In 2012, while working at a fine-dining restaurant in West Hartford, he met a coworker who had worked for Jean-Georges. “He was like, ‘Hey, man. I think you should go and check it out. I think you might really enjoy it,’” he said.
The chef and Ugliarolo went to Nougatine, the more casual offshoot of Jean-Georges, for dinner, where Ugliarolo met Mark Lapico, the executive chef. Ugliarolo “trailed” for a shift and was offered a job as a meat cook at Nougatine.
But the job was intense. “Working at that level, working day in and day out, gets a little exhausting sometimes, and I wanted a little bit of a break, and to see something else,” Ugliarolo said.
After two years, he left for the more casual Il Buco Alimentari, where chef Justin Smillie had just won a three-star review from the New York Times. It also meant a different kind of intensity. “At Jean-Georges, we would do 160 covers on an extremely busy night,” he said. “At Il Buco, we would do 450 covers on a busy night. The volume was hugely different, but he ran it like it was a Michelin three-star kitchen.”
Two years in, Ugliarolo got an offer to help open Tartine Manufactory in San Francisco. But he scuttled his move after the restaurant was delayed. He moved back to Connecticut to consult but after four months, he missed the intensity. He reached out to Greg Brainin, the culinary director for Jean-Georges: "I said, ‘Hey, chef. I want to come back to Jean-Georges.’ ”
But he wouldn’t work at Jean-Georges. He was offered a job at abcV, Vongerichten’s vegetarian restaurant. “I was, really, honestly interested in that because it is a whole other style of cooking,” Ugliarolo said. “I was, ‘OK, what’s new?’ I want to learn something else and broaden my scope. Approaching vegetarian food in the way that [chef] Neal [Harden] does was. … I never really saw it before. As someone who is not vegetarian, it got me excited about vegetarian food. I never once ate something and thought, ‘Oh, wow. That was a great dish. It just needs a little protein in it somehow, some way, that comes from an animal.’ "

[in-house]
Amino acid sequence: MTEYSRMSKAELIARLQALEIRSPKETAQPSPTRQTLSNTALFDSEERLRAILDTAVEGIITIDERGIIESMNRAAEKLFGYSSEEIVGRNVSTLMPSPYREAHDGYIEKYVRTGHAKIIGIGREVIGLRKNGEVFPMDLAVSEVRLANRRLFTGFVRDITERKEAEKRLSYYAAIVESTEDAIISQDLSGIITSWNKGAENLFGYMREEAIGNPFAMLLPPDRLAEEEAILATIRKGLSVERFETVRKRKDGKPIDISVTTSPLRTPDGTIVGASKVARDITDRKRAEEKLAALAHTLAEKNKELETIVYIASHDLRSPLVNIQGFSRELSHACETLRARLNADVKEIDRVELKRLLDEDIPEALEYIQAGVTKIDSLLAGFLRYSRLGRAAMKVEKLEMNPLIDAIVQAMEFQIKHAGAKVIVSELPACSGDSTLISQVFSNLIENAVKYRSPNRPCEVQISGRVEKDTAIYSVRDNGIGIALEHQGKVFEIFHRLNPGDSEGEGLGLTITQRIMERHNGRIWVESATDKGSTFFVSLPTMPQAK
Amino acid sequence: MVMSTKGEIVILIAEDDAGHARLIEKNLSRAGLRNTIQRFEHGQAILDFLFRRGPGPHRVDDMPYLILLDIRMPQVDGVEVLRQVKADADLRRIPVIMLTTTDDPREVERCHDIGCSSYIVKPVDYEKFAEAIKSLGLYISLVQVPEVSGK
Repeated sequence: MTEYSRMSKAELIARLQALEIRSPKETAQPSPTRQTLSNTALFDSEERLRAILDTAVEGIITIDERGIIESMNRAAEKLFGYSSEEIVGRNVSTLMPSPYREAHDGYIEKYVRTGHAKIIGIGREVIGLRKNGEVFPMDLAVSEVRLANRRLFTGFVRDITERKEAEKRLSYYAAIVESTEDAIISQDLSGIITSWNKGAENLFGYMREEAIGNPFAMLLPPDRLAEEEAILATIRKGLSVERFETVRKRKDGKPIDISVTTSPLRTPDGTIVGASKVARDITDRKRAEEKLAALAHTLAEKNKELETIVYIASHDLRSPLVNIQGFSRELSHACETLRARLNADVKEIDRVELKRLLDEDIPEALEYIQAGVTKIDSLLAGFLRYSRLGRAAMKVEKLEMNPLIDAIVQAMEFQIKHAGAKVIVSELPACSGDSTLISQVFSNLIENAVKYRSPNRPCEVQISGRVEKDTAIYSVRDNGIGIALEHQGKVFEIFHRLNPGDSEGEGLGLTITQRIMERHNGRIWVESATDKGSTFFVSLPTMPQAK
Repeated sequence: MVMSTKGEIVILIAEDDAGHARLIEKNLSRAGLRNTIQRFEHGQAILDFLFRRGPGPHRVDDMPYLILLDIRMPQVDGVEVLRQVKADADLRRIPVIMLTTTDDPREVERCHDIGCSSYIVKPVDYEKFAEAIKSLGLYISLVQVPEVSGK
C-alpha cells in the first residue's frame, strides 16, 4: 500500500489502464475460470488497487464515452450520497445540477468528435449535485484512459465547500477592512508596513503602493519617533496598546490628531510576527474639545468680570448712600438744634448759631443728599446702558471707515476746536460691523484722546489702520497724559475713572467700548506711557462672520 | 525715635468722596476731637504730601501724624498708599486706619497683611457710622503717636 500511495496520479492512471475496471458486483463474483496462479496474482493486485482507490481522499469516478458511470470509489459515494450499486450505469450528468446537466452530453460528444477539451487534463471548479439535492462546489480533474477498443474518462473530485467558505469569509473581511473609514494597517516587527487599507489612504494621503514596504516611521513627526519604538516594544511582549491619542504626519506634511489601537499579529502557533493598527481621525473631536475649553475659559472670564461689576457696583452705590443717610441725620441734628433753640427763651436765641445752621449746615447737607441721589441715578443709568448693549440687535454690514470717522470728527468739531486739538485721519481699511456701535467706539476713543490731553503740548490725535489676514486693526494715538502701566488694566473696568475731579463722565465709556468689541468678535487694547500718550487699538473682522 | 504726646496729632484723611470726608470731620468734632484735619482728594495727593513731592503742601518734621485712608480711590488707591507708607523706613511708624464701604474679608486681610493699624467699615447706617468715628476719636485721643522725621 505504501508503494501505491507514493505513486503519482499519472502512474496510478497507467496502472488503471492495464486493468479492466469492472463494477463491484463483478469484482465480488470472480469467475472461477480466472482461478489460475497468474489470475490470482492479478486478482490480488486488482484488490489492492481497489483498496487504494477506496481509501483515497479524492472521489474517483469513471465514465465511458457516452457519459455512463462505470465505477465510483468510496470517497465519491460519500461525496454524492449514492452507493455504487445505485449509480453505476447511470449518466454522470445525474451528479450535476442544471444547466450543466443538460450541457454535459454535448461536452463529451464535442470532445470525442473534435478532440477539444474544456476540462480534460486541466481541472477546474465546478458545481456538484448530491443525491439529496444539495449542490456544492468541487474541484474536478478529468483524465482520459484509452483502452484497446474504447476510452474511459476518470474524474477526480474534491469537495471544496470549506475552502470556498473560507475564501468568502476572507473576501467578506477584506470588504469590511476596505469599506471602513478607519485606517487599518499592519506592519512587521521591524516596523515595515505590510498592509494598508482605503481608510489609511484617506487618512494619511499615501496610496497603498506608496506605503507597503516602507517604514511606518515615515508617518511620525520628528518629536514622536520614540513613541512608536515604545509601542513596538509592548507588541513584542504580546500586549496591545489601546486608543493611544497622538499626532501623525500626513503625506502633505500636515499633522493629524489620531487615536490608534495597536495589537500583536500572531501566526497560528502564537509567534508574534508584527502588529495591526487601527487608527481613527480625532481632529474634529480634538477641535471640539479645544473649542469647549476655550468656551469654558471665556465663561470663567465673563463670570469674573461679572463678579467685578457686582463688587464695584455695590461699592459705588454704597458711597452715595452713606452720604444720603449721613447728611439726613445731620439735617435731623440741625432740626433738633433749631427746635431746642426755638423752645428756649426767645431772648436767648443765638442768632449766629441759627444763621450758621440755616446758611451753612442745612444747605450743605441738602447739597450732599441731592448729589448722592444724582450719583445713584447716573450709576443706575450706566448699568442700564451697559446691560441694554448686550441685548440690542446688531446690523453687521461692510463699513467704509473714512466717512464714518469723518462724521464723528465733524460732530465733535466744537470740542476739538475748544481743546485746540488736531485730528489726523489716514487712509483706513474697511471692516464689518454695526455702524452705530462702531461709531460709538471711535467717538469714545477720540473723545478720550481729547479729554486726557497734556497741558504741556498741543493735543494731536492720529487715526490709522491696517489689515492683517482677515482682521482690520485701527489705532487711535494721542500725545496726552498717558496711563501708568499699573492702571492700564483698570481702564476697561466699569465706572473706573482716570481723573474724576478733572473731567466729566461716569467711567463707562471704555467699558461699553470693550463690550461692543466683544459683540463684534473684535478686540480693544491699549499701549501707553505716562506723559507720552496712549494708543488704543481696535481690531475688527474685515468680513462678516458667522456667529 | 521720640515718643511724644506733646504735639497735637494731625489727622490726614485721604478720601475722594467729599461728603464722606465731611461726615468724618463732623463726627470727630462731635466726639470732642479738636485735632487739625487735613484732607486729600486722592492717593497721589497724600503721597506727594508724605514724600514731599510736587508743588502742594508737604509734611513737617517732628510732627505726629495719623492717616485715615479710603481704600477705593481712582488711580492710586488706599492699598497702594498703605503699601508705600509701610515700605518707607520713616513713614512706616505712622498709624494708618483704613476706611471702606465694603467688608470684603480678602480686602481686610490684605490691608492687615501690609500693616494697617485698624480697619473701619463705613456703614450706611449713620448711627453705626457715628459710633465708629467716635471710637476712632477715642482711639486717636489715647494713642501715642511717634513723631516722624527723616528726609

“Even my father, who is a 70-year-old Italian man who would never want to eat vegetarian food in his life, would come in and say, ‘Wow. I could be vegetarian every day if I could eat food like this,' ” he said.
In spring 2018, “I asked chef Jean-Georges and chef Greg: ‘What is going to be the next step?’ ” he said.
Out of the options presented to him, Ugliarolo chose Philadelphia. He left abcV in June 2018 and set out immediately to pitch in for Vongerichten in Singapore and Shanghai. “I helped training staff and menu development,” he said. “And then when I came back to New York, I worked at Public Kitchen for two months.” He arrived in Philadelphia in January.
What are they going for? Definitely not complicated presentation.
“Especially in fine dining, sometimes food can go in the wrong direction,” Ugliarolo said. “People kind of get caught up in ‘How many ingredients are on the plate?’ And a lot of extra stuff is on there and sometimes it gets lost. I think we have all been out to a restaurant and there is a whole lot going on on a plate and it looks beautiful, but when you eat it, it just doesn’t quite make sense.”